Why Patina Makes Rolexes Even More Valuable

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Switzerland's posh Hôtel La Réserve is the place to be for watch collectors from Nov. 6–8 when Phillips stages the latest edition of its incredible Geneva watch auctions. For the sale, the auction house has curated a lust-worthy selection of watches spanning the 20th and 21st centuries, chosen for their "rarity, state of preservation and relevance." In particular, we're drooling over these five vintage Rolexes that prove patina enhances value and makes each one utterly unique:

"James Bond Big Crown" Submariner Ref. 6538

The Ref. 6538 accompanied Sean Connery on multiple big screen secret missions, hence its nickname. The dial on this c.1958 example has acquired a superb "tropical" hue while the nicks and scratches enhance its character. Est. $109,000–$218,000.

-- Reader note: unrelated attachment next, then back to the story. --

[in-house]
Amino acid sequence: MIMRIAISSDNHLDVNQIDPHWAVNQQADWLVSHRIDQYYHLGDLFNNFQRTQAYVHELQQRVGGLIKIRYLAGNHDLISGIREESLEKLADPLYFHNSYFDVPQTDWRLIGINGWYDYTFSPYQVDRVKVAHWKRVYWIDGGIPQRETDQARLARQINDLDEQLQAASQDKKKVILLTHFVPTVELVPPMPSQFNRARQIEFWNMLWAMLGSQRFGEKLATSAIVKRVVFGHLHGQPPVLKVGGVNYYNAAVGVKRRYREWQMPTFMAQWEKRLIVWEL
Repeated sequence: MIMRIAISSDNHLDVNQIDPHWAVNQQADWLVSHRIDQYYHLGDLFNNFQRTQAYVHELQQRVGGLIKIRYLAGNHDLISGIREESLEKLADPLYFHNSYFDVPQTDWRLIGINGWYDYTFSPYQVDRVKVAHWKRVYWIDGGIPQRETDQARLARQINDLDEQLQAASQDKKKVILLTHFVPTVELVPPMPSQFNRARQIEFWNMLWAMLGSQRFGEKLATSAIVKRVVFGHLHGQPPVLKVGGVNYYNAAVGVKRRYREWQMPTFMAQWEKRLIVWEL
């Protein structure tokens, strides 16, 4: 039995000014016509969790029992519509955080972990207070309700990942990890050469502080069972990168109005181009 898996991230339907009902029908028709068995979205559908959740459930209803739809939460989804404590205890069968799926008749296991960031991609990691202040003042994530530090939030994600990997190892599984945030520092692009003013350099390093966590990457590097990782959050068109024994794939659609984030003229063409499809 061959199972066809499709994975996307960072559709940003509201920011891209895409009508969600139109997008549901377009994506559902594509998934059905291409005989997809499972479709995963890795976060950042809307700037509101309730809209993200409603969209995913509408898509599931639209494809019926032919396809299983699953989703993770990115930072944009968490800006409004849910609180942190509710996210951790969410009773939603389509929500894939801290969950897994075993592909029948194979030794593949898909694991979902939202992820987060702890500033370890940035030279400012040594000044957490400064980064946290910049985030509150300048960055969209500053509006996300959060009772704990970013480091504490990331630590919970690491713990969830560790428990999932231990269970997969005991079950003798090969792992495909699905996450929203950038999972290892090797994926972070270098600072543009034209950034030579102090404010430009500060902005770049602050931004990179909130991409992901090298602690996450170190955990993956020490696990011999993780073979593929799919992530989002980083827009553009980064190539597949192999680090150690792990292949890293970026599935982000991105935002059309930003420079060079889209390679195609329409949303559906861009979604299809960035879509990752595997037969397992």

"Pre-Daytona" Chronograph Ref. 6238

Here's an example of really impressive patina—the intense espresso brown color of this coveted c.1963 chronograph could only have occurred if the watch was exposed to an extreme source of heat over time. Est. $43,800–$87,600.

Oyster Chronograph Ref. 4537

Launched in 1946, the ref. 4537 was only manufactured for a short period of time and is amongst the rarest of all early Rolex chronographs. The oxidation on the right side of the case indicates decades spent locked in a vault. Est. $272,000–$545,000.

"Steve McQueen" Explorer II Ref. 1655

This watch is newer and has less overt signs of aging than the others on this list, which is partly why it's less expensive. But the "pumpkin" patina on this iconic c.1979 Explorer II is absolutely stunning. $13,100–$26,200.

GMT-Master Ref. 6542

Last but not least is this drop-dead gorgeous "Pepsi" GMT made circa 1958. The bakelite bezels on these early examples age to perfection, acquiring a lustrous coloration set off by the creamy lume on the markers and hands. Est. $131,000–$261,000.